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What type of business plan do I need for an already well-established business I

I am looking into purchasing a business that has been around for about 50 years, has a solid customer base and a very good reputation in the area.
Tim Berry answered August 20, 2007
URL: http://www.entrepreneur.com/answer/220995

You need what I've taken to calling the not so big business plan, meaning not a formal document with all the trimmings, but a plan that you can follow up and track and turn into a management tool.

The key to this is it's about planning, not just a plan. Planning means you develop the essential plan and at the same time the process you'll use to follow up with regular reviews, tracking progress, changing assumptions as needed.

So what's in your plan?

Good solid thinking about strategy as focus on key points, understanding your business identify, differentiators, price positioning, why your customers want your business offering.

Breaking the strategy into specific steps with concrete details you can use to track progress and implementation. That includes tasks, dates, deadlines, budgets, and responsibilities. Make it specific so you can look back on it. You want planning and management, not just a plan.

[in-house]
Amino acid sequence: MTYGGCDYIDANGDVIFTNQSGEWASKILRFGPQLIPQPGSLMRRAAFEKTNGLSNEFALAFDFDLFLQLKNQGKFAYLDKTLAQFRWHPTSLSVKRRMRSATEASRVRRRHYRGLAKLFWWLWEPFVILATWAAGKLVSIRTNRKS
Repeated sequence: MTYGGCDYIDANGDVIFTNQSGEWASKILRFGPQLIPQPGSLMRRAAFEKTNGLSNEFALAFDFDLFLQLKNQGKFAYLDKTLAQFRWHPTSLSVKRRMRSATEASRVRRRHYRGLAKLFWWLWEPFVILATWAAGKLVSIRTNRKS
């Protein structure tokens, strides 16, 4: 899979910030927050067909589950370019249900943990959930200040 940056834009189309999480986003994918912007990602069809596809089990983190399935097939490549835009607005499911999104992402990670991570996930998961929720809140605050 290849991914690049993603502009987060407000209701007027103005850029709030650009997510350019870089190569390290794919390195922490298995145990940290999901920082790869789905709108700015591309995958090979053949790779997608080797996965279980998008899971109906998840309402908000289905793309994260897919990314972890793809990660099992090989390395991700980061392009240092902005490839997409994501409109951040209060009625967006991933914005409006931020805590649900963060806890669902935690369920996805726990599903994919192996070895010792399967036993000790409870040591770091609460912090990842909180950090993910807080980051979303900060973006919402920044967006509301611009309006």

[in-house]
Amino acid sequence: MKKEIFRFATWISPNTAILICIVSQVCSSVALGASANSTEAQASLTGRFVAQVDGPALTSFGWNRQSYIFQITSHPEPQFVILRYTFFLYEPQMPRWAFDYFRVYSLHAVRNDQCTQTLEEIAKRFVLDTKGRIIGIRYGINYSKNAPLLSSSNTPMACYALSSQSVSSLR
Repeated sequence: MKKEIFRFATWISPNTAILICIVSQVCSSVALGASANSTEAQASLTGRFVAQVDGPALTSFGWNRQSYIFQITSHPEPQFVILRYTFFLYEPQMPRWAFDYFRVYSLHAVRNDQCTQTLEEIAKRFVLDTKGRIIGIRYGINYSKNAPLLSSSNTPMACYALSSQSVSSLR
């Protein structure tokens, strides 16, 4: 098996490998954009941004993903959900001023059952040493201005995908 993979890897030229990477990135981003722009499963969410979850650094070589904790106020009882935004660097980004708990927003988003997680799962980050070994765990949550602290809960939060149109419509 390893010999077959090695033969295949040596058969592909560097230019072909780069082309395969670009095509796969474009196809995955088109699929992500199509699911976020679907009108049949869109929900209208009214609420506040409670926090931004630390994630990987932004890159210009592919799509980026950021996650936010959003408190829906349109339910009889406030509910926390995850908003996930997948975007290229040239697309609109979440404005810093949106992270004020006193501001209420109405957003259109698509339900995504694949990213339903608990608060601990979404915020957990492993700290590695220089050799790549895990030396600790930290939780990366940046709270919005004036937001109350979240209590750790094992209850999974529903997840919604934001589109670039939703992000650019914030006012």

Good estimated guesses for future financial projections. You need to project profits, balance, and, most important, cash flow.

Format isn't important. Don't worry about printing or completeness as long as you don't have a business reason to share it with anybody else. Leave it on the computer, back it up often, keep back-up copies, and when you need to share it with partners, spouse, or employees, you can export the relevant portions. This plan is for you, not for some external judge or jury.

Tim
Planning, Startups, Stories

Tim Berry is the president of Palo Alto Software Inc., based in Eugene, Ore., which produces business planning software. He is also the author of 3 Weeks to Startup and The Plan-As-You-Go Business Plan, published by Entrepreneur Press.